About a year ago, 30 October, 2015, to be exact, I lost my brother, Dwijen D Rangnekar. Those moments of the last day or two were a reminder of how uncertain life can be and what it is not to see or hear someone ever so special, ever again.
The 29 of October began with him still very aware of the day, planning for an evening Skype call with a special friend using a new powerful headset that he hoped would compensate for his dimming voice. He needed this not just for this friend but also for his students who had not given up on him, just as he had not given up on them. That morning he asked me to pick up his medical reports and change two outfits from Fabindia as he did not like the design and colours. "Not Indian enough," he frowned.
Diwali is a reminder of the light that my brother showed me, illuminating a world that could be limitless if I was free from the cudgels of the daily grind.
A few hours later, though, things changed. The world around him slipped away and I saw my brother get more and more distant from the reality of my life. By the next day, he was gone. I haven't ever missed someone as much as him, not even my late father who I loved and only grew to respect as an economist and editor when I entered journalism and started to comprehend his brilliance. Yet, I didn't know him like I knew my brother.
To me, 30 October, the day of Diwali this year, is a reminder of the light that my brother showed me, illuminating many paths and a world that could be limitless if I was free from the cudgels of the daily grind. He showed me the meaning of music and the arts, of empowering words, the follow through of action and most importantly, the sharing of knowledge with the same emotion as we desire love.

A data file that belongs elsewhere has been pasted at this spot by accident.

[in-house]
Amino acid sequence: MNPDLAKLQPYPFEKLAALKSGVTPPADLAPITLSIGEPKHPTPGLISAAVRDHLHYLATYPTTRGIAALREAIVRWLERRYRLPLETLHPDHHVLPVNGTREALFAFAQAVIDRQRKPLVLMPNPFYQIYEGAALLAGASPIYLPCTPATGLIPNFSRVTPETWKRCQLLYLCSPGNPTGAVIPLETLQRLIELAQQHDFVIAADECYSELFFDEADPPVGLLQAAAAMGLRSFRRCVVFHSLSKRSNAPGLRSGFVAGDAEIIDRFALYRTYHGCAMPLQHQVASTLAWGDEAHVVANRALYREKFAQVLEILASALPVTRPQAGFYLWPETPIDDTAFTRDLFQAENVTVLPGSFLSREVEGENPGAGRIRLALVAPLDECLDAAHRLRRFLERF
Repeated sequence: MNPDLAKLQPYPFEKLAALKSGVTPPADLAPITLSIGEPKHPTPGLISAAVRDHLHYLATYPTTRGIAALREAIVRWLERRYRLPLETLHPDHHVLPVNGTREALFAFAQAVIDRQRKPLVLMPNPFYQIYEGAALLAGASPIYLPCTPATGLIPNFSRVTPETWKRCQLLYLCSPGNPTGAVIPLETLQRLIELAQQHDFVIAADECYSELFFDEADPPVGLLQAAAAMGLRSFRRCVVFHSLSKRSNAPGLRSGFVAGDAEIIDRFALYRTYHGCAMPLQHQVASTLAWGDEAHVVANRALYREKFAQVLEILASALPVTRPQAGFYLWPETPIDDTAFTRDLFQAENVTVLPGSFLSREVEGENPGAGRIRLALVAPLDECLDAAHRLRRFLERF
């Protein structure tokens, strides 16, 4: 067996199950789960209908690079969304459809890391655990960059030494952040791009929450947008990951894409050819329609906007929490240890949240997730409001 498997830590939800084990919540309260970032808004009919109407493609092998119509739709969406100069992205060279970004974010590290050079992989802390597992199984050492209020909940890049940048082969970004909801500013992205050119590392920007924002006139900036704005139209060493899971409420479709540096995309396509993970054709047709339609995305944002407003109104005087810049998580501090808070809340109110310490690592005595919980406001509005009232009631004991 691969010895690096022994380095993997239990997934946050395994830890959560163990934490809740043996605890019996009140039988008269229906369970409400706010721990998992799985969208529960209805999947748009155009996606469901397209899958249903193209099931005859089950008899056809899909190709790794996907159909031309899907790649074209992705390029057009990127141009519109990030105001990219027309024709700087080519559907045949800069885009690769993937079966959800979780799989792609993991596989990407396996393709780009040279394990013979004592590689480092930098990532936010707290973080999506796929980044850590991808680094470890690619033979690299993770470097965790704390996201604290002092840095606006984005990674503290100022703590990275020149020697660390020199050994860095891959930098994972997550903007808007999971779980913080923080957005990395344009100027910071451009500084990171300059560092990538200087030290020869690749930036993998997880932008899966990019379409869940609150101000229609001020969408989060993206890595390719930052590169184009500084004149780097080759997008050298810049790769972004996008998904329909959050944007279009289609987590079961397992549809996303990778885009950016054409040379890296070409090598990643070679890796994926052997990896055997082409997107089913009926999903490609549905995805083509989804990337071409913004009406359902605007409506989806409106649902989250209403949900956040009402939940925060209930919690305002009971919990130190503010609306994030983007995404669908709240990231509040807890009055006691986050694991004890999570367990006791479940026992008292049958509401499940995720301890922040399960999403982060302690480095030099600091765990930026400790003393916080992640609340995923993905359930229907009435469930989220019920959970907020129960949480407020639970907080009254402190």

Today, I recall a lot of the "lessons" I got from him not through his teachings or some talk-down sessions but by his actions and questions he often left with me when we argued, agreed and disagreed. I still feel his loss and absence, but I am lucky to have gained from him.
He was a liberal in the true sense—he had not become intolerant of right-wing views or judged that I worked in the corporate world where people get away with far worse crimes than what petty thieves are regularly locked up for. He believed in placing his own contentions while listening to those who disagreed. He may have wanted to end a discussion with the last word but that last word would often be a question, leaving most with more to think about and no one knowing who won!
Knowledge, as he said, had to be shared. Yet, he was an expert in intellectual property (IP) which meant (to many) that he should have supported the patent regime or exclusivity over research and knowledge. But he did not. Even last summer when the state government of Goa referred to his work on feni and was quoted saying they would seek his permission to use it, he said, "What permission?" he said, "Don't they know it is all for free?"
We knew and so did he that millions could have been made from the report and many other areas he had worked on or planned to work on. Many would have trodden almost instinctively on the path of commercializing every word, hour and insight into money, in accordance with the normative idea of success and development. But there was always a larger purpose in life, according to him.
Many would have trodden almost instinctively on the path of commercializing every word, hour and insight into money... But there was always a larger purpose in life, according to him.